They used to have mansions, chauffeured cars, a media mob hanging on every word, security staff and sometimes access to the state plane. Now many drive their own cars and hunt for parking.
Former governors who recently lost power and perks upon stepping out of their state's highest office find there is gubernatorial afterlife, though it may mean radical occupational switches.
Political scientists say studying ex-governors' occupational choices is important because four of the last five men to occupy the White House were former governors.
"Where they come from may affect where they go, and to me, that's interesting," said Margaret Ferguson, a political scientist at Indiana University who is studying the career paths of governors.
Conversations with the latest crop of governors to leave state office find them grateful for more privacy--but wistful about days when a phone call moved mountains.
"I joke that the one thing I do miss the most is not the driver, it is the parking spot," said former Michigan Gov. John Engler, (R), who is president of state and local business for EDS, an information technology services company that handles Medicaid claims-processing systems for 16 states. Engler doesn't have a reserved space at EDS' Northern Virginia parking lot.
For 11 of the governors who left office since 1999, moving on has meant moving to Washington, D.C. The transplanted former governors occasionally socialize together, celebrating former Oklahoma Gov. Frank Keating's 60th birthday in February at Keating's home. Keating (R) is president and CEO of the American Council of Life Insurers, a Washington, D.C.-based trade group.
Engler said, "On behalf of the colleagues I've talked to, we all are pretty comfortable that there certainly is life after being governor and that thus far all of us think it's pretty good."
Former Texas Gov. George W. Bush (R) tapped a few GOP governors for Washington jobs after he became the 43rd president. New Jersey's Christine Whitman served as EPA administrator, followed at the EPA by Utah Gov. Michael Leavitt. Pennsylvania's Tom Ridge became secretary of homeland security, and Montana's Marc Racicot was head of the Republican National Committee before taking on leadership of Bush's re-election campaign.
Another common career path is moving to Congress. Ohio's George Voinovich (R) and Nebraska's Ben Nelson (D) left the governor's office in 1999 to serve in the U.S. Senate. Thomas Carper (D) became Delaware's junior senator in 2001 after serving two terms as governor, five terms as U.S. congressman, and six years as state treasurer.
Lobbying also is a popular new career. Former Kansas Gov. Bill Graves (R), whose father and grandfather founded Graves Truck Line in 1935 after losing their farm in the Great Depression, returned to his family roots as president of the Washington-based American Trucking Associations.
Two former governors, Iowa's Terry Branstad (R) and Nevada's Bob Miller (D), stayed in their home states and became partners in Statestrategy.com, a lobbying firm that specializes in state and local issues.
Teaching is another common resume-topper. Along with Ventura, former New Hampshire Gov. Jeanne Shaheen (D) took a teaching job at Harvard in the John F. Kennedy School of Government before becoming national campaign chairwoman of Massachusetts Sen. John Kerry's quest for the White House.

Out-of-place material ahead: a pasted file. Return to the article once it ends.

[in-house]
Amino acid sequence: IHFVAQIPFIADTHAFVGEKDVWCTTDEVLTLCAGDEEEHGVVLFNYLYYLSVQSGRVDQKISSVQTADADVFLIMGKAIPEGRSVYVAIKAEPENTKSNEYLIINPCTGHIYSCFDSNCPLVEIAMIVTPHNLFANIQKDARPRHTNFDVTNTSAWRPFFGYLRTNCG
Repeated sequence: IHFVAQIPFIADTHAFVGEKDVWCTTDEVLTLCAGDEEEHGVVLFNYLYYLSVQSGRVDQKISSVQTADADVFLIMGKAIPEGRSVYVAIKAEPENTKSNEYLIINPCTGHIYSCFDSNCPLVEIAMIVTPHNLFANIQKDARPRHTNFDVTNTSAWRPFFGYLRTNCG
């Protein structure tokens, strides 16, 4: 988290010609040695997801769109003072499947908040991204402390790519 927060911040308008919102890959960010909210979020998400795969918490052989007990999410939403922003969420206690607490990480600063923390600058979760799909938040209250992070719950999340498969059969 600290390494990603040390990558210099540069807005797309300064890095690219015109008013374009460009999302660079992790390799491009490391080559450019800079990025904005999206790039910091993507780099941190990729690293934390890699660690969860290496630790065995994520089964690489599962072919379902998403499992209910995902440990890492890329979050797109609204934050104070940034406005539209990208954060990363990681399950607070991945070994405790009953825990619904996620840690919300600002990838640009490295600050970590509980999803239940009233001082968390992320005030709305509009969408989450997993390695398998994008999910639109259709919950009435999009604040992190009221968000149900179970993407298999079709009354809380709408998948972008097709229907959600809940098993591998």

Democrat Paul Patton, the first Kentucky governor in 200 years to serve two straight terms, said he will work with Pikeville College, the repository for his official papers. He left office last year after admitting an extramarital affair that sparked an ethics probe.
Patton, who attended a luncheon for gubernatorial veterans at the National Governors Association winter meeting in Washington last week, said he will guest lecture at the college and catalog a mountain of official papers.
"We threw a third of it away before we left. Over the next two years, I'm going to try to throw another third of it away. Then in about 30 years, somebody will throw the other third away," Patton said.
Federal prosecutors are meticulously going through some of former Illinois Gov. George Ryan's papers. Ryan (R), who starred in a Sundance Film Festival documentary called "Deadline" and was nominated for a Nobel Peace Prize again this year for commuting death row sentences, was indicted on federal racketeering and mail fraud charges in December. He invoked the Fifth Amendment and refused to testify before a grand jury last year, the Associated Press reported. If he's convicted, the 22-count indictment could send Ryan to prison for years.
Seize the day is the advice to sitting governors from Mario Cuomo, New York governor from 1983 to 1995. Cuomo, a Democrat, recalled with pride enacting the nation's first seat belt law in 1984; now every state but New Hampshire has one.
"The instrument that was so cursed has saved hundreds of thousands of lives. That's one small example of what you can get done," Cuomo, who lectures and works at a New York law firm, told Stateline.org.
His third book, "Lincoln Matters More Today Than Yesterday," is to be published this spring and will explore what President Abraham Lincoln would have said about current events such as the war in Iraq, stem-cell research and the Patriot Act.
Cuomo, who never sought the presidency despite widespread speculation that he had presidential ambitions, said the governorship lets you do good works on a larger scale.
"The thing I miss most about the governorship is that sense of potential effectuality that you have every morning that you're lucky enough to wake up as governor...I can only imagine what it's like to be president."